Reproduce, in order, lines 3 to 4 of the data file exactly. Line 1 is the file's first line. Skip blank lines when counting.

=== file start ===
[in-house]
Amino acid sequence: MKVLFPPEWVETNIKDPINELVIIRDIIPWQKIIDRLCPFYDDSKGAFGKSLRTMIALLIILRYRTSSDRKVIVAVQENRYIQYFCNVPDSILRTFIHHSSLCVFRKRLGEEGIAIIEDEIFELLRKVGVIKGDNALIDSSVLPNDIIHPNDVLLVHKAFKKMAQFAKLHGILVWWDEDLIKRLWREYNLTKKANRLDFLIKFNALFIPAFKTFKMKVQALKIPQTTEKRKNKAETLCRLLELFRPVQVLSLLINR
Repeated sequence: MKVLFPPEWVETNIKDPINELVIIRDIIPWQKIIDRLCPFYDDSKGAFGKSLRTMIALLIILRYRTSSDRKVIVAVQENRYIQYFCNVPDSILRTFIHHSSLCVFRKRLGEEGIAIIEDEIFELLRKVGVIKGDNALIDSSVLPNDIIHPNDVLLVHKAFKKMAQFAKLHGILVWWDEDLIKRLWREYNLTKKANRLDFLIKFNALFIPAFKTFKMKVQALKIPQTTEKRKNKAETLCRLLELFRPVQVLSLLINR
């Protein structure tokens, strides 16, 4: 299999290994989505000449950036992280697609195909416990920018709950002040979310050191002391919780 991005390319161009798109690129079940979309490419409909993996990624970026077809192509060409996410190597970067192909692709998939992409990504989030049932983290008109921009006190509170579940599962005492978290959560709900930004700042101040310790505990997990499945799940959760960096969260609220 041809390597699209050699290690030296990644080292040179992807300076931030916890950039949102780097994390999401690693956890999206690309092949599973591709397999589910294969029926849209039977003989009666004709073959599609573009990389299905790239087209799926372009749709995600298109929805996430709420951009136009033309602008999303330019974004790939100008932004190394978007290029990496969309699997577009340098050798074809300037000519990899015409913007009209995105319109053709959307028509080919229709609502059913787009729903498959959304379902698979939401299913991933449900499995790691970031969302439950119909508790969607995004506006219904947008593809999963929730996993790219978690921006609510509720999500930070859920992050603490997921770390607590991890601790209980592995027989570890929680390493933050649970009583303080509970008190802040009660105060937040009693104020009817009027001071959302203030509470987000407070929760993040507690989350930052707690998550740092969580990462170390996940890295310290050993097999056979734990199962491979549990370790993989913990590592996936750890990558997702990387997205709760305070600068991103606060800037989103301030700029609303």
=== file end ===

Repeated sequence: MKVLFPPEWVETNIKDPINELVIIRDIIPWQKIIDRLCPFYDDSKGAFGKSLRTMIALLIILRYRTSSDRKVIVAVQENRYIQYFCNVPDSILRTFIHHSSLCVFRKRLGEEGIAIIEDEIFELLRKVGVIKGDNALIDSSVLPNDIIHPNDVLLVHKAFKKMAQFAKLHGILVWWDEDLIKRLWREYNLTKKANRLDFLIKFNALFIPAFKTFKMKVQALKIPQTTEKRKNKAETLCRLLELFRPVQVLSLLINR
């Protein structure tokens, strides 16, 4: 299999290994989505000449950036992280697609195909416990920018709950002040979310050191002391919780 991005390319161009798109690129079940979309490419409909993996990624970026077809192509060409996410190597970067192909692709998939992409990504989030049932983290008109921009006190509170579940599962005492978290959560709900930004700042101040310790505990997990499945799940959760960096969260609220 041809390597699209050699290690030296990644080292040179992807300076931030916890950039949102780097994390999401690693956890999206690309092949599973591709397999589910294969029926849209039977003989009666004709073959599609573009990389299905790239087209799926372009749709995600298109929805996430709420951009136009033309602008999303330019974004790939100008932004190394978007290029990496969309699997577009340098050798074809300037000519990899015409913007009209995105319109053709959307028509080919229709609502059913787009729903498959959304379902698979939401299913991933449900499995790691970031969302439950119909508790969607995004506006219904947008593809999963929730996993790219978690921006609510509720999500930070859920992050603490997921770390607590991890601790209980592995027989570890929680390493933050649970009583303080509970008190802040009660105060937040009693104020009817009027001071959302203030509470987000407070929760993040507690989350930052707690998550740092969580990462170390996940890295310290050993097999056979734990199962491979549990370790993989913990590592996936750890990558997702990387997205709760305070600068991103606060800037989103301030700029609303």